This similar idea–that of consumer as professional or producer–also connects with the Situationalist notion of “détournement,” a form of “pillaging or appropriation,” as Frances Stracey describes (qtd. in Alexander and Rhodes 112).  The Situationalists argued that capitalism had the constant need to project a “spectacle” of needs that inspire consumers to thirst after products, so people should critically produce to counter this.

Alexander and Rhodes connect these ideas to current DIY movements, but emphasize the “critical” dimension of this production. In other words, it’s not simply enough to be critical, in a humanities sense, or to produce; one must use production in a critical way, engaging in multimodal production through new media tools. They provide the example of images that grew in “excess” from their work that argue their work or ethos as “queer rhetoric” scholars in different ways.

Continue reading “CCR 633: Multimodality, Part 2”

CCR: Fixity, Preservation, and Circulation

Although a lot of the elements in the Eisenstein reading were interesting, for whatever reason, the opening sections on textual drift and preservation through multiplication–quantity of copies over quality–struck me, especially in regards to circulation.

As Eisenstein writes, “No manuscript, however useful as a reference guide, could be preserved for long without undergoing corruption by copyists, and even this sort of ‘preservation’ rested on the shifting demands of local élites and a fluctuating incidence of trained scribal labor” (113-14). Later on, she terms this corruption through copying “textual drift” and notes how “preservation could be achieved by using abundant supplies of paper rather than scarce and costly skin” (114). Here, then, the fixity of this preservation is not just its material longevity, which is achieved through multiple copies, but the precision of its copies. Each copy is more fixed and less idiosyncratic once the type gets set, reducing the “textual drift” of multiple hand copies.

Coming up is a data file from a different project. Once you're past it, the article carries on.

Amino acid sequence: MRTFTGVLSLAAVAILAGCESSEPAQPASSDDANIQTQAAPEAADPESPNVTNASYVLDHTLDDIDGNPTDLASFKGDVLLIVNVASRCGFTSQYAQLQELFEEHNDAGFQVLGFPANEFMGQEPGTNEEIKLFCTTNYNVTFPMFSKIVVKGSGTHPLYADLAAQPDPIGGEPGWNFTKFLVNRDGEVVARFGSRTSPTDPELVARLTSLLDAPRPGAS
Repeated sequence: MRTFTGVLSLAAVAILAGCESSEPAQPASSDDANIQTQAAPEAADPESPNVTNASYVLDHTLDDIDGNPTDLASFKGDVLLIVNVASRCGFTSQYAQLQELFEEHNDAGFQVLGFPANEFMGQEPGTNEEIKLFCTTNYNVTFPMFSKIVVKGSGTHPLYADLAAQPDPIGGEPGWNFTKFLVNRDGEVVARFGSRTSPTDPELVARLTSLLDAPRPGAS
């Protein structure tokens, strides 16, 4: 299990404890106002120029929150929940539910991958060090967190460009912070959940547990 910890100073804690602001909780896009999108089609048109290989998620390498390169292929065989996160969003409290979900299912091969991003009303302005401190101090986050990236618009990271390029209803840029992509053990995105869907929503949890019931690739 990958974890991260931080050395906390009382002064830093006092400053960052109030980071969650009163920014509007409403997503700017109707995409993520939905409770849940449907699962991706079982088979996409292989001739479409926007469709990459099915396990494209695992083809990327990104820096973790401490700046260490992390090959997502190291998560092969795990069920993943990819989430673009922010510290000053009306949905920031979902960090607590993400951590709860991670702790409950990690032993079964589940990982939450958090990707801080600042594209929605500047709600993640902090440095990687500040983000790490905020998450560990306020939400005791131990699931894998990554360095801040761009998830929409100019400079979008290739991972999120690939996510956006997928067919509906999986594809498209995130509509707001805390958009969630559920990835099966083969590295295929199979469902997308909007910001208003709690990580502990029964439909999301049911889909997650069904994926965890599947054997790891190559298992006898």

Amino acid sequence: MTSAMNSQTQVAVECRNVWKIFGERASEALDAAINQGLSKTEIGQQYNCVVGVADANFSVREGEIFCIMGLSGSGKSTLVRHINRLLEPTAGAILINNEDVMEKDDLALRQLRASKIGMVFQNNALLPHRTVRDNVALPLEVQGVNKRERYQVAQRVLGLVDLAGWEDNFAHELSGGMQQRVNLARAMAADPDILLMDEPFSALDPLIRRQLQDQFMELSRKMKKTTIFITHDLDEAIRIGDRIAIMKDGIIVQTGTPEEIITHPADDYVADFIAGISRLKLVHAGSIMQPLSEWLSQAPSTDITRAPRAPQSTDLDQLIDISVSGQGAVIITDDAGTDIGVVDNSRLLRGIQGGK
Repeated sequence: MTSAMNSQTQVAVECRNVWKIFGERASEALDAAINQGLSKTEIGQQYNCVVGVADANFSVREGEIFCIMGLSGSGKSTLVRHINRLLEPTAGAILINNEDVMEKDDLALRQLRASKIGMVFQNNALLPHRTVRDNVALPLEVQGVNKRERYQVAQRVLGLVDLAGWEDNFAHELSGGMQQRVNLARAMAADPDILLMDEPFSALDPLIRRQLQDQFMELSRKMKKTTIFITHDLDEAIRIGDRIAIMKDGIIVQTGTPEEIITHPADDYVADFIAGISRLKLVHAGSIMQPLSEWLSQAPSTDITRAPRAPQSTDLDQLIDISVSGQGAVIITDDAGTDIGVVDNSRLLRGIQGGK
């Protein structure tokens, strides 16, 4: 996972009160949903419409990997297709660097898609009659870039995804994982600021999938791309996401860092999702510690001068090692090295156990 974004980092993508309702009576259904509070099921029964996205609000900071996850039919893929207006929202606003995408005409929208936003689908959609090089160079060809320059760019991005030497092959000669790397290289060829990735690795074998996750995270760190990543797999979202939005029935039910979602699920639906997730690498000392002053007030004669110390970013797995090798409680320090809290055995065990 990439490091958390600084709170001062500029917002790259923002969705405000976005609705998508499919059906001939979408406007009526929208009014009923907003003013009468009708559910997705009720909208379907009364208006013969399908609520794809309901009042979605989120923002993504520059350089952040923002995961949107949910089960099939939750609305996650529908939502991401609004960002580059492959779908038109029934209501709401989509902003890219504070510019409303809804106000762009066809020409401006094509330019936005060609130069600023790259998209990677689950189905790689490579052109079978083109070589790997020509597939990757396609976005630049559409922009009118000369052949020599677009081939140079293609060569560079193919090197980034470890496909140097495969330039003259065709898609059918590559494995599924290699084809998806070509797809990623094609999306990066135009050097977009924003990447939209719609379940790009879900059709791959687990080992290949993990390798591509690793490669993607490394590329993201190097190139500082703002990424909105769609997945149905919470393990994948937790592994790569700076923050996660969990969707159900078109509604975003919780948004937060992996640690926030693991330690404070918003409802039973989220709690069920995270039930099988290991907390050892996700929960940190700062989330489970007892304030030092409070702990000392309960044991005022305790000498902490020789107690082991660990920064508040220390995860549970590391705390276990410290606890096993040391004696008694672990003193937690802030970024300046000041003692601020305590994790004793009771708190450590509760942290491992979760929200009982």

I want to look at these ideas of drift and fixity.

Continue reading “CCR: Fixity, Preservation, and Circulation”